The Last Stand
As a youngster on Cortes Island, in Canada’s Pacific Northwest, I walked daily through the woods to catch the school bus, passing by remnants of the old growth forest. These giant looming stumps, peering through the second growth trees as far as I could see, seemed an ominous presence. They remain so.
Five generations of my family have been a part of the forest industry in British Columbia from falling old growth trees and clear cutting to contributing to local sustainable harvest initiatives and environmental responsibility. My great grandfather and great uncle, in providing for their families and future, fell many of the actual trees whose remnants you now see in these photographs.
It was in this familial context, filtered through the contemporary environmental crisis and thoughts of my responsibilities in that regard, that the seeds of this series were sown.
As this project began these iconic remains of the old forest first served as a meditation on the human-altered landscape but soon evolved into a metaphor for the natural world that supports me, the contemporary globalised culture I am an active part of and the essential incompatibility of the two.
This incompatibility is evident in our forests through the historical lens of conflicting cultural and social attitudes. British Columbia's aboriginal people harvested trees as needed by their local communities over the millennia - a truly sustainable approach reflected in the majestic forests found by the arriving Europeans. Colonists added an overriding attitude of "commodification" to activities in the forests, extracting timber for sale into the expanding global market and contributing to serious concerns about the long-term sustainability of our forest ecosystems.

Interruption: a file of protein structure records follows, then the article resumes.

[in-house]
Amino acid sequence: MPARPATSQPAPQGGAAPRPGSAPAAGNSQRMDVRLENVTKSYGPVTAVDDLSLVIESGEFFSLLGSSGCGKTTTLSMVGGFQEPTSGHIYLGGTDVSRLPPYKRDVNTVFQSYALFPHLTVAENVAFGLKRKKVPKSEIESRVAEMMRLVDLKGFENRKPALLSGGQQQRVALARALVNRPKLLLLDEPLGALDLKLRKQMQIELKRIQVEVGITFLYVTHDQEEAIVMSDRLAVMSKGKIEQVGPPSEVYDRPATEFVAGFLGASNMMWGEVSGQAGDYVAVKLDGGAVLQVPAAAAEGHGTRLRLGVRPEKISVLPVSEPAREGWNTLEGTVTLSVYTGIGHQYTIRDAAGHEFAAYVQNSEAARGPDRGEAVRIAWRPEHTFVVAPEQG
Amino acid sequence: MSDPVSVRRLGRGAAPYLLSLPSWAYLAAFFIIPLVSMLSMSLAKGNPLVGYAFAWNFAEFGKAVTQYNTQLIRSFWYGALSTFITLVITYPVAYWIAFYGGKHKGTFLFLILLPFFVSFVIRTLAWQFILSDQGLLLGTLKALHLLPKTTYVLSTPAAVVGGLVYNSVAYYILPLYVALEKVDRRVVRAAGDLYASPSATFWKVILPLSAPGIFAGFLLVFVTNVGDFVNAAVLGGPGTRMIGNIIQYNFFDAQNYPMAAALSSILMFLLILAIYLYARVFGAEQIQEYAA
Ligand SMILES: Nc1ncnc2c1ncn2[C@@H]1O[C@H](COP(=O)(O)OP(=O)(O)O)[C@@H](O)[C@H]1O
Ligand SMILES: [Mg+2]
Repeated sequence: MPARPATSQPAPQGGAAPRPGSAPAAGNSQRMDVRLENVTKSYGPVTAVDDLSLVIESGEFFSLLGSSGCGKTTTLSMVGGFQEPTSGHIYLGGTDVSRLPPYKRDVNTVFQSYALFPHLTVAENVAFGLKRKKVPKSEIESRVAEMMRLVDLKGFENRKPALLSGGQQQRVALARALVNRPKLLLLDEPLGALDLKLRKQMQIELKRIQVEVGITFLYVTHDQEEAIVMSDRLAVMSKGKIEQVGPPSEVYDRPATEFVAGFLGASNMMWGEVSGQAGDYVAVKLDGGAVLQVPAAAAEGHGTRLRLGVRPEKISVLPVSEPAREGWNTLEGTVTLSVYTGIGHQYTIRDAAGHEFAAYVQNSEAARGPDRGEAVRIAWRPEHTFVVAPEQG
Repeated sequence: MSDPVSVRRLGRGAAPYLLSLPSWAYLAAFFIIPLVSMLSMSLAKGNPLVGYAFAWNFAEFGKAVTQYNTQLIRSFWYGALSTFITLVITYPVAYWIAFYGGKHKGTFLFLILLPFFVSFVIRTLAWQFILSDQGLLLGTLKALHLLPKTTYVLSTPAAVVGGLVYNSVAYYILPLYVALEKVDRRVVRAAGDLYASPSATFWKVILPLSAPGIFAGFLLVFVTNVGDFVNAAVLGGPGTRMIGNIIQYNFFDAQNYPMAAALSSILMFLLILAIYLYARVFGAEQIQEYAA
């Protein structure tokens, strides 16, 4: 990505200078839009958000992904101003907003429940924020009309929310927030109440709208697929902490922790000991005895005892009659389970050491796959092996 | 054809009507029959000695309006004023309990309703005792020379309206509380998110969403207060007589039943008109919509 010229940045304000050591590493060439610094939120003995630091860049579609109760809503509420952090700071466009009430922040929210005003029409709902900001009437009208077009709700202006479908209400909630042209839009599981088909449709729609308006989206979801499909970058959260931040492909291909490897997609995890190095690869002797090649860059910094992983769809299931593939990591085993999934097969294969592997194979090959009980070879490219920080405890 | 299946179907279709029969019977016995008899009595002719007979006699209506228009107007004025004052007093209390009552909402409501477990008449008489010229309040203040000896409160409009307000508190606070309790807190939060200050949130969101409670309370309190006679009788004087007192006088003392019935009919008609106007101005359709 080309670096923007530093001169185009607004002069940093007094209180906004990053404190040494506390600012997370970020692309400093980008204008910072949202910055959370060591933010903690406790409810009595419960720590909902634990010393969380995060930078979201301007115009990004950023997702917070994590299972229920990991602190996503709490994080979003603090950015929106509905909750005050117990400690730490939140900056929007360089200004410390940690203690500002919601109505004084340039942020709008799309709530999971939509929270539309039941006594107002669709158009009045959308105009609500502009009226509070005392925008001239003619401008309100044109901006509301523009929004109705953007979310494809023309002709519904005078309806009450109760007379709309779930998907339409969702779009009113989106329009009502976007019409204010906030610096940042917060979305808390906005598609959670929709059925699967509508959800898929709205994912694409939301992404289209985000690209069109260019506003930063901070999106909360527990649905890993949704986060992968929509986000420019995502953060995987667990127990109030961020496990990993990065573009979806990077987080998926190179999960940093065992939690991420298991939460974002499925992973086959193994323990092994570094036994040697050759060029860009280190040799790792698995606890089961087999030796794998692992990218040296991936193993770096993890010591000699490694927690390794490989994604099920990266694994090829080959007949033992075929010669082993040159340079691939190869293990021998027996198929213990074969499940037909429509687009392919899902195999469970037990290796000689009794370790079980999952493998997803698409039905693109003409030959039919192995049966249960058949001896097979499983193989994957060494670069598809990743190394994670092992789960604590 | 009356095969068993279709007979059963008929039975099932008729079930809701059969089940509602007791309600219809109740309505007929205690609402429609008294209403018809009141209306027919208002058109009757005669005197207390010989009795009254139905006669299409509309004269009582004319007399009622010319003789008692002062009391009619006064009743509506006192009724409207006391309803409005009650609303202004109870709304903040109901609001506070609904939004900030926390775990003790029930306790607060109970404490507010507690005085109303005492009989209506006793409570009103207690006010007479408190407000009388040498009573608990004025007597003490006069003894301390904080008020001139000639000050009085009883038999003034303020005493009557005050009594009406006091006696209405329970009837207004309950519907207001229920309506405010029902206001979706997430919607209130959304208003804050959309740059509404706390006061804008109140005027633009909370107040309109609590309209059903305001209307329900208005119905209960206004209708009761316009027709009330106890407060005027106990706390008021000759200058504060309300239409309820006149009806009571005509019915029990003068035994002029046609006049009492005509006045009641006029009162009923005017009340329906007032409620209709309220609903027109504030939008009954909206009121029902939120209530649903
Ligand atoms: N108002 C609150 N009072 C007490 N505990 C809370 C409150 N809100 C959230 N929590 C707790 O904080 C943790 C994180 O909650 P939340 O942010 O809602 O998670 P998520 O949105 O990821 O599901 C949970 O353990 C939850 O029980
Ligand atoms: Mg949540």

The cognitive dissonance arising from this dilemma of participation in, and yet responsibility for, the fouling of one’s own nest was a dominant theme guiding the creation of these photographs. This discomfort from holding conflicting beliefs or ideals, and perhaps more importantly where it leads one, remains a key motivator in my work.
Although the pattern of progress and disaster has been repeated throughout human history, the urgency I now feel in our globalized world is one of scale...a scale said to be so vast, perhaps nearing a point of no return. No doubt evolution is progressing as it should, which brings some measure of comfort, yet I cannot help but feel apprehension for the life my family will lead in the not-too-distant future.
b. 1969, Campbell River, BC, Canada
Lives and works in Victoria, Vancouver and on Cortes Island, BC, Canada.
David Ellingsen is a Canadian photographer and conservation artist creating images of site-specific installations, landscapes and object studies that speak to the natural world and Man’s impact upon it.
Using a hybrid of traditional documentary processes and staged constructions Ellingsen acts as both archivist and surrealist as he calls attention to the state of the environment. His photographs are marked by simplicity, empathy and a wounded sense of nature’s fate in the Anthropocene.
Ellingsen’s photographs are part of the permanent collections of the Chinese Museum of Photography, South Korea's Datz Museum of Art and Vancouver's Beaty Biodiversity Museum and have been shortlisted for Photolucida's Critical Mass Book Award, awarded First Place at the Prix de la Photographie Paris and
First Place at the International Photography Awards in Los Angeles. Ellingsen lives and makes his work in Canada’s Pacific Northwest, moving between Victoria, Vancouver and the remote island of Cortes where he was raised.